Counting the Blessings of Our Children

Reflecting on the Best in Our Children this Thanksgiving

As we begin our break for the Thanksgiving holiday, I am reflecting on how I might bring more gratitude into my life and my family’s life. I finished up our work/school responsibilities yesterday by attending my son’s parent-advisor conference at school. I felt well-prepared for that meeting thanks to last week’s article from Dr. Jenny Woo and as she predicted, the conversation began with problems-to-fix but I found myself able to shift the conversation to talk of progress, learning growth, social and emotional well-being and strengths on which to build. From that meeting in moving toward Thanksgiving preparations, I realized there’s more I can do to ruminate less on the details of the meal and the household and more on the gratitude I have for my son and my family. It’s easy to slip into a habit of ruminating on worries but that only produces more of the same (and doesn’t fix anything). Additionally, we are often engaged in trying to get others to reflect and participate. But change starts within particularly with a mindset like gratitude which can serve as a lens through which we view our lives and our loved ones.

So consider with me the benefits of ruminating a bit this season on the gifts, assets and blessings of the children in your household. I see multiple benefits including:

  • a mindful awareness of loved ones and how they contribute to your life;
  • An enhancing of your own sense of well-being as you not only accept but appreciate your children right where and as they are (not in some imagined successful future state);
  • A modeling for others of what it means to deeply appreciate others in the family; and
  • Extended patience, understanding and forgiveness for anything that might go awry (a spilled juice mess at the dinner table?) because of your appreciative thinking.

Though the clock always seems to be ticking with our children and teens, for me, having a teenager in the house has sensitized me to the fact that we have less of a time horizon with him around in our household. How can I make the most of it?

This holiday, I’m going to practice reflecting on gratitude for him, his friends, my niece, our neighbor’s kids and the many children and teens in our lives. Here are some fun ways you can do just that:

  1. The Best of Each Age

I began with going through each age and naming the top things I loved about that age. Spend time thinking this through while you are peeling potatoes, share in dialogue about it with your partners or other family members or even make a chart for all family members to fill in. Imagine what you might learn about the memories and appreciations of other family members’ experiences of your child at each age.

Age 1: He had such a determination to walk and such pride when he was able to. I remember him parading down the street with his go-cart looking up at the neighbors to ensure they were watching him take those strong steps forward on his own.

Age 2. etc.

Age 3.

Age 4.

Age 5. 

2. Doing a present-day gratitude inventory.

Consider what it is you appreciate about your child’s physical abilities, social abilities, and emotional skills. You could use Howard Gardners’ full list of intelligences: 1. Spatial; 2. Interpersonal; 3. Intrapersonal; 4. Linguistic; 5. Musical; 6. Naturalist; 7. Logical-mathematical; and 8. Bodily.-kinesthetic.1 This could be your own journal reflection or post pictures of children with space to write what famiiy members see, value and appreciate.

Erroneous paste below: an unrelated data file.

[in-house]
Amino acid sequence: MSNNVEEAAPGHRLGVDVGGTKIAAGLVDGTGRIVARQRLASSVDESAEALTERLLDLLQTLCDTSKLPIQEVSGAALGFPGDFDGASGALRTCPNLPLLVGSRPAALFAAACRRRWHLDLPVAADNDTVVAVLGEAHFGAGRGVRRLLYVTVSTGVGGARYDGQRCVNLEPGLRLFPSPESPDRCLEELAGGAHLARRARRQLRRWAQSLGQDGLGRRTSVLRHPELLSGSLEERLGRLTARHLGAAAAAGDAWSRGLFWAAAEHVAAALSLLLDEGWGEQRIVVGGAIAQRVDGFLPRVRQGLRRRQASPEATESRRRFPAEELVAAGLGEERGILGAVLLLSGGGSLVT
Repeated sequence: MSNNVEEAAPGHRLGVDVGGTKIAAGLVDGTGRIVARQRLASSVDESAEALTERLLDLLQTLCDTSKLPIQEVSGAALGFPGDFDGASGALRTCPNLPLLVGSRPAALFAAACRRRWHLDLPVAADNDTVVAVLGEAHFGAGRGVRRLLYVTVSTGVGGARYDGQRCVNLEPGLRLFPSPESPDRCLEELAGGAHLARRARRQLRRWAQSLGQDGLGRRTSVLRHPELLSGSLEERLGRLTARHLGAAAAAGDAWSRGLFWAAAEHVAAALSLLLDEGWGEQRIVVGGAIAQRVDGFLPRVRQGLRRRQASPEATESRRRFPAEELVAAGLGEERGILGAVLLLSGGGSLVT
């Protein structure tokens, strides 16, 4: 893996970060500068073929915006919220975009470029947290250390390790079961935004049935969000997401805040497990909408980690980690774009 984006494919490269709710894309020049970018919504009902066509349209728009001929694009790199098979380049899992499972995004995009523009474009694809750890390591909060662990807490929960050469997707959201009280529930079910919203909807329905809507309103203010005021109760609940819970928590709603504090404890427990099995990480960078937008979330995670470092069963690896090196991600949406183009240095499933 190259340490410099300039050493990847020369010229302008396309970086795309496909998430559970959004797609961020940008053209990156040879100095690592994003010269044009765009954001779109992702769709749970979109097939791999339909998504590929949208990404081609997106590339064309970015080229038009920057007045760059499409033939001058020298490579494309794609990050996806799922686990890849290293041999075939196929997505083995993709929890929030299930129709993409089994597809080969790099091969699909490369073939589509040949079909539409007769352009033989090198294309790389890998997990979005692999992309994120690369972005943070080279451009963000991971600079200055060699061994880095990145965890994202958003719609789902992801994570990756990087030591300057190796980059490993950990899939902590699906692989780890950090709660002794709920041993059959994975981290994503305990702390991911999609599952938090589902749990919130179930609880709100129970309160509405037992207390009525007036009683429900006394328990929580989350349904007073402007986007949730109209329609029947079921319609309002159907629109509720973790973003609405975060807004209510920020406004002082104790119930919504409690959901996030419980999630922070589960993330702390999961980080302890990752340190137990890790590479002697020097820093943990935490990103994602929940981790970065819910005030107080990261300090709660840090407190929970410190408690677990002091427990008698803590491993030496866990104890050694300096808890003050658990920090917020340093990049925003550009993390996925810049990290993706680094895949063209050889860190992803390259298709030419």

3. Follow a passion.

In preschool research and practice, this is called “sharing the focus.”2 Yet focusing on someone’s passion at any age may offer one of the most significant demonstrations of love. Commit a full hour, half day or full day during the break to be mindfully present to learning about a passion of your child or teen. We’ll be spending a full day at the biggest model train show of the year, our son’s passion. What are your children passionate about? How can you offer the gift of your full attention to show that what’s important to them is important to you.

We are given the gift of a holiday this season that centers our focus on family and gratitude. This break from school and work can bring us social comfort as we deeply connect with those we love. It can offer emotional support as we focus our mind and energies on appreciating the abundance in our good lives, a feeling that fundamentally alters anxiety and brings us into a more peaceful state. I wish you all these benefits by being intentional about where you focus your mind and energies this Thanksgiving.

Here are some of my favorite books on gratitude!

“We are Grateful; Ostaliheliga” by Traci Sorrell

Adult Books Nonfiction:

“Making Grateful Kids; The Science of Building Character” by Jeffrey J. Froh and Giacomo Bono

“Gratitude Works; A 21-Day Program for Creating Emotional Prosperity” by Robert A. Emmons


Gardner, H. (1983). Frames of mind: the theory of multiple intelligences. New York, Basic Books.

Center on the Developing Child.  Five Steps for Brain-Building Serve and Return. Cambridge, MA: Harvard University.

4 Comments on “Counting the Blessings of Our Children”

  1. As a special needs parent I’m constantly searching to find more information on parenting and different ways to teach my child. It’s actually 22qawareness international day today, the condition that my child has and this article just touched my heart. Grateful for your resources. Thank you.

    • Awww so appreciate that Gabby! No matter the differences, there are so many blessings to count with each child if we simply remember to reflect on it. Thank you for letting me know it’s the 22q awareness day! Appreciate you raising my awareness!❤️😃

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